delware environmental institute

IN THE NEWS

Environmental news from Delaware and the surrounding region.

03/13/2017 -

The University of Delaware Center for Science, Ethics and Public Policy, with support from the College of Arts and Sciences, has announced a grant competition to promote integration of considerations of science, ethics and policy into undergraduate and graduate instruction at UD. Faculty of all ranks and from all colleges and departments are invited to apply. The center plans to make several awards of up to $3,000 each to support curricular development work during summer 2017.

03/13/2017 -

Bernard Amadei, professor at the University of Colorado, will deliver the 2017 Arnold D. Kerr Lecture in Engineering Mechanics and Design at the University of Delaware on April 20. The lecture, “Global Engineering for a Small Planet: A Vision of Success,” will take place at 4 p.m. in Mitchell Hall, following a reception in the DuPont Hall lobby at 3 p.m. For more information, contact Christine Murray by email at camurray@udel.edu or by phone at 302-831-2442.

03/13/2017 -

Rechargeable lithium-ion batteries are the power behind most modern portable electronics, including cell phones, tablets, laptops, fitness trackers, and smart watches. However, their energy density — that is, the amount of energy stored within a given amount of physical space, or mass — will need to be improved for these batteries to see widespread use in smart grid and electric transport applications.

03/13/2017 -

You just never know what will happen at a research symposium – what new data you'll see, what sort of questions will arise or where connections will be made that produce new studies and new knowledge. Take the University of Delaware's fifth annual Microbial Systems Symposium, held at Townsend Hall earlier this month, for example.

03/13/2017 -

University of Delaware electrical engineering graduate student Abhishek Iyer and his team are all working toward a low-cost, high-efficiency solar cell that can be processed in a lab environment. From the very beginning they were looking to find a commercial viability for the research they were doing. Their goal: scale it from their research and find a place in the current market.

03/13/2017 -

Modern society’s extensive use of fossil fuels has led to unprecedented atmospheric carbon dioxide levels with widespread climate impacts. Carbon dioxide capture and sequestration is one of the technologies under investigation to mitigate CO2 emissions associated with coal-fired power plants. However, according to the University of Delaware’s Feng Jiao, large-scale CO2 sequestration poses risks to the environment from leakage. Other disadvantages include limited efficient geological repositories and high transportation and compression costs.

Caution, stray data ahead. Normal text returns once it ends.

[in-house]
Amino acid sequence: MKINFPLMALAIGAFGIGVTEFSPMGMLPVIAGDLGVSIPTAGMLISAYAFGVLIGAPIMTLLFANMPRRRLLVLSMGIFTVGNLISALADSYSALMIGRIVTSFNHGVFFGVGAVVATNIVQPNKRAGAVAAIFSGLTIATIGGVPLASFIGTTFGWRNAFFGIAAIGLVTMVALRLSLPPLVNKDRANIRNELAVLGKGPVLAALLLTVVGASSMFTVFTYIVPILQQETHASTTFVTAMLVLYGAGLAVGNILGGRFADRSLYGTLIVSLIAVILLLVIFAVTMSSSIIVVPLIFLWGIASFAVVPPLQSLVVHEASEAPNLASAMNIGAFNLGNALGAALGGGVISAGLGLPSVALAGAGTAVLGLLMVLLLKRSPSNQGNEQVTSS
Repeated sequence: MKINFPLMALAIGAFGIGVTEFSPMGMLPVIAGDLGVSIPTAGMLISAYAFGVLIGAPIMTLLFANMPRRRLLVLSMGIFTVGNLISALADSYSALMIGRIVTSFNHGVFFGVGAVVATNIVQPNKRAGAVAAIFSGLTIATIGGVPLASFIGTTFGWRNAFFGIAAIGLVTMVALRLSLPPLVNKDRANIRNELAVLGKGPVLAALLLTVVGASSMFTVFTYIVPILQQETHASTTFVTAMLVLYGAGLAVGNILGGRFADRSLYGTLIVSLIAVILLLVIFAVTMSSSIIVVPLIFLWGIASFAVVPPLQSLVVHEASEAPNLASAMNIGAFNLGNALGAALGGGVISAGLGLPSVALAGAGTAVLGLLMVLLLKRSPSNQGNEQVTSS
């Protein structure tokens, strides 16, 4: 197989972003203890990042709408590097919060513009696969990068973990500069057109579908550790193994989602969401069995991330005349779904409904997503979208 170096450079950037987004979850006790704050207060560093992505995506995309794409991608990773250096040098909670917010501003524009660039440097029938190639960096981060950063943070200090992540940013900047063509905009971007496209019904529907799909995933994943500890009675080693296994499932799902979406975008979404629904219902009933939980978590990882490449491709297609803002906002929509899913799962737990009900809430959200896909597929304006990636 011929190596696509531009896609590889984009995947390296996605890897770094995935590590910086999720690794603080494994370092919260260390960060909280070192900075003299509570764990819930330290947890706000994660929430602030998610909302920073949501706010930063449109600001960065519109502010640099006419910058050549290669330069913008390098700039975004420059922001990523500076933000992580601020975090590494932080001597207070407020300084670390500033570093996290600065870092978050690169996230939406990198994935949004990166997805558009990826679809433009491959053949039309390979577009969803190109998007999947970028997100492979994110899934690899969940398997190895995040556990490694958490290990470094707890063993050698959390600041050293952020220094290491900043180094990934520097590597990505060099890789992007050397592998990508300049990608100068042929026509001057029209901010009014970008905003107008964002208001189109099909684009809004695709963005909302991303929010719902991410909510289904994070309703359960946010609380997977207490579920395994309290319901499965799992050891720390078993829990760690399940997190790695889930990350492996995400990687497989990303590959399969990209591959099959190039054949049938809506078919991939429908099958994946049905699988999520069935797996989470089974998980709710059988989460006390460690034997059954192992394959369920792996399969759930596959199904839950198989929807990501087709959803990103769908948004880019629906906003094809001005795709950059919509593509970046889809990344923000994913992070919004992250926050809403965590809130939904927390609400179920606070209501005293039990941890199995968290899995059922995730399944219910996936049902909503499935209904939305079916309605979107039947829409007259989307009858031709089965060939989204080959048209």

03/13/2017 -

The University of Delaware’s Dion Vlachos, who has been named the Allan and Myra Ferguson Professor of Chemical and Biomolecular Engineering, will deliver his inaugural lecture at 4 p.m., Monday, April 17, in Room 204 Kirkbride Hall. A reception will follow at 5 p.m. in the DuPont Hall Lobby. Those who plan to attend should RSVP by email to Sue Zatto.

03/13/2017 -

In August 2015, University of Delaware oceanographer Andreas Muenchow and colleagues deployed the first UD ocean sensors underneath Petermann Glacier in North Greenland, which connects the great Greenland ice sheet directly with the ocean. Petermann Glacier is the second largest floating ice shelf in the northern hemisphere.

International research team reports ocean acidification spreading rapidly in Arctic Ocean in area and depth
02/28/2017 -

Ocean acidification (OA) is spreading rapidly in the western Arctic Ocean in both area and depth, according to new interdisciplinary research reported in Nature Climate Change by a team of international collaborators, including University of Delaware professor Wei-Jun Cai.

The research shows that, between the 1990s and 2010, acidified waters expanded northward approximately 300 nautical miles from the Chukchi slope off the coast of northwestern Alaska to just below the North Pole. Also, the depth of acidified waters was found to have increased, from approximately 325 feet to over 800 feet (or from 100 to 250 meters).

Researchers show US grid can handle more offshore wind power, cutting pollution and power costs
02/22/2017 -

Injecting large amounts of offshore wind power into the U.S. electrical grid is manageable, will cut electricity costs, and will reduce pollution compared to current fossil fuel sources, according to researchers from the University of Delaware and Princeton University who have completed a first-of-its-kind simulation with the electric power industry.

The researchers consulted with PJM Interconnection — a grid operator supplying electricity to more than 60 million people in 14 states — to develop a computer model that simulates how the electric grid would respond to injections of wind power from offshore wind farms along the East Coast at five build-out levels, between 7 and 70 gigawatts of installed capacity. The two-part study is published in the journal Renewable Energy.